One inescapable measure of investment, is return on investment (ROI). The type of ROI depends on the type of investment. Measuring or viewing ROI from the point at which newly built and commissioned hydroelectric facilities begin generating power requires several lenses.
One of the more active areas of hydropower development right now is pumped storage. Particularly in regions where renewables like wind and solar are making a significant contribution to national power grids, the advantages of energy storage on a massive scale - sustained, sustainable and usable - cannot be over stated. This has been engendered by the push towards forms of renewable energy that are notorious for variable and largely unpredictable output.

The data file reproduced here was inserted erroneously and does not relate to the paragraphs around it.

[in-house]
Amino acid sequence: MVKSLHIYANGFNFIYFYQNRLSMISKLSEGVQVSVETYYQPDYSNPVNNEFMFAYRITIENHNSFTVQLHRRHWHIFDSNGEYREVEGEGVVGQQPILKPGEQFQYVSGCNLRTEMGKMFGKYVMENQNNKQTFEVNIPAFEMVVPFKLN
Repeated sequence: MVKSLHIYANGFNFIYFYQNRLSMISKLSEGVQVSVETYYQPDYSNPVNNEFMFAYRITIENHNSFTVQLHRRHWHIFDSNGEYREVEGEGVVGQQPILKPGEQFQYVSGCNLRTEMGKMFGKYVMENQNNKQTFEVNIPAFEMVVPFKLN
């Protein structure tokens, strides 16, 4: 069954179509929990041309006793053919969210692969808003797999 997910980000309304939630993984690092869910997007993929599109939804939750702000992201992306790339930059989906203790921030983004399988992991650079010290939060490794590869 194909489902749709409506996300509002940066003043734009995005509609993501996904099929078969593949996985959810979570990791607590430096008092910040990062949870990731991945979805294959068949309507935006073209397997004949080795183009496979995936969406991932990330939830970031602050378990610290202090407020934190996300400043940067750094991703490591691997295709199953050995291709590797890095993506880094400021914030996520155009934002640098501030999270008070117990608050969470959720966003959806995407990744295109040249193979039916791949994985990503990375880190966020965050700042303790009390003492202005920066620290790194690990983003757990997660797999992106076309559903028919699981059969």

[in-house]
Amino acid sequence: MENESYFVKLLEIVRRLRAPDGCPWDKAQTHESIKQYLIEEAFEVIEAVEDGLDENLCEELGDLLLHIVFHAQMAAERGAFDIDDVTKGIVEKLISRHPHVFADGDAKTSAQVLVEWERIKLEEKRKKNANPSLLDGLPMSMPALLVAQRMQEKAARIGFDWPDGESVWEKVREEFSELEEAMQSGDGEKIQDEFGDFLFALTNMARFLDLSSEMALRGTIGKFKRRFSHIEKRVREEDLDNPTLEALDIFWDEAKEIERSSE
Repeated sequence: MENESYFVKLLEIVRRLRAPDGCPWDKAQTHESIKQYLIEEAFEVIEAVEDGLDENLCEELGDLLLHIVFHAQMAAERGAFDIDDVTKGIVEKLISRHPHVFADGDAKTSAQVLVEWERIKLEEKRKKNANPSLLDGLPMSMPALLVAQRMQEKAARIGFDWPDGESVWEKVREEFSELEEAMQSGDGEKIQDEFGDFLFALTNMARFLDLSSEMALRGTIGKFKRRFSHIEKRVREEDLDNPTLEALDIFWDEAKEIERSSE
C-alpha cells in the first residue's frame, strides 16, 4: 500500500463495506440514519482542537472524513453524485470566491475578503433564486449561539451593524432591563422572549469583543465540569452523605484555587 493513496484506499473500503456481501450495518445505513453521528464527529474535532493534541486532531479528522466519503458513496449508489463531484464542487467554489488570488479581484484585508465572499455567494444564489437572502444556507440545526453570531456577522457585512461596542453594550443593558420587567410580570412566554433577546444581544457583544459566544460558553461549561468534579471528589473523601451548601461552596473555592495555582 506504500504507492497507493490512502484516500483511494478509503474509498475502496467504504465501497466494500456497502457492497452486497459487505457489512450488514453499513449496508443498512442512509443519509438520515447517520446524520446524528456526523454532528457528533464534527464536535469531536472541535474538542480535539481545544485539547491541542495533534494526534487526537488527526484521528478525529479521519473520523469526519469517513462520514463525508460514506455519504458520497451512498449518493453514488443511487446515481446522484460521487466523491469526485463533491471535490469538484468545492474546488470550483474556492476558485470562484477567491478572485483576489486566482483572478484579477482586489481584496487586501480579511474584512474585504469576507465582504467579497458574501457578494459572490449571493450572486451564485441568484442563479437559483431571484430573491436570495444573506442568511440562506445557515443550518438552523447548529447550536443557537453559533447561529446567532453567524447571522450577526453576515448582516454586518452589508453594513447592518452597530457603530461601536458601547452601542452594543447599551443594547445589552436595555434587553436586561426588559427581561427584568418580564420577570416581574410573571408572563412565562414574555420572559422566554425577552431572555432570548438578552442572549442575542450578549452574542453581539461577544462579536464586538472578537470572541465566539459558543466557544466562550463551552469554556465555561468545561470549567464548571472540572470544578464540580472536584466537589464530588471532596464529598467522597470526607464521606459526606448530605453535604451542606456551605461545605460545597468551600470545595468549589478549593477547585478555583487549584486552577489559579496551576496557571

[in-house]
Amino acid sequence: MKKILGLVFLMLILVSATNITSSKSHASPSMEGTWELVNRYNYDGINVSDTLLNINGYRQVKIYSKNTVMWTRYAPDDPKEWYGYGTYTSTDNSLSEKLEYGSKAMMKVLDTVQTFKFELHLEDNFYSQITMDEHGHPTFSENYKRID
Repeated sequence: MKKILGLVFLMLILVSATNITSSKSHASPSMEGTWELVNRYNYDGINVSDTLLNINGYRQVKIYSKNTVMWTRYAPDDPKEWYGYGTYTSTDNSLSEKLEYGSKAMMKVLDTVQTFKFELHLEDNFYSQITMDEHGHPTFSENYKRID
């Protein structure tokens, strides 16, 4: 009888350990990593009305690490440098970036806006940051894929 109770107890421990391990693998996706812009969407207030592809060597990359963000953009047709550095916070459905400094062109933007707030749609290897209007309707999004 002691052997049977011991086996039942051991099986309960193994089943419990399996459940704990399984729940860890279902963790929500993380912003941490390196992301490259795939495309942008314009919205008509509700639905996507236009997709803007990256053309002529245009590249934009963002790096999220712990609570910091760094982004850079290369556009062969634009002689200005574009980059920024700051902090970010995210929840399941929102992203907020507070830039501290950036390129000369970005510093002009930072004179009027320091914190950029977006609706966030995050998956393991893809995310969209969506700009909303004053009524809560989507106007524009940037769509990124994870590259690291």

I live in Oklahoma, and if one harkens back to the Dust Bowl days, it is easy to see correlations from then to what is happening now in California.
I'm going to level with you right now.
GCube, the renewable energy sector insurance underwriter, has launched a new Weather Risk Transfer mechanism to provide renewable energy project owners with a means to mitigate the financial impact of resource volatility. In this case the product covers wind and rain – or perhaps more accurately, a lack thereof.
Oh baby! Envision 400 years in the future in which there is peaceful co-existence on Earth between humans and sentient mechanical life forms.
When I was sports editor for the college newspaper, I wrote a column that was, I'm sure now a decade removed, far less clever than I thought it was at the time. But since I am 1) pressed for time and 2) devoid of original thought at the moment, I present to you, dear reader, a special reprisal of the Michael Harris Daily Weekly Monthly Occasional Grab Bag of Sports Hydropower Stuff.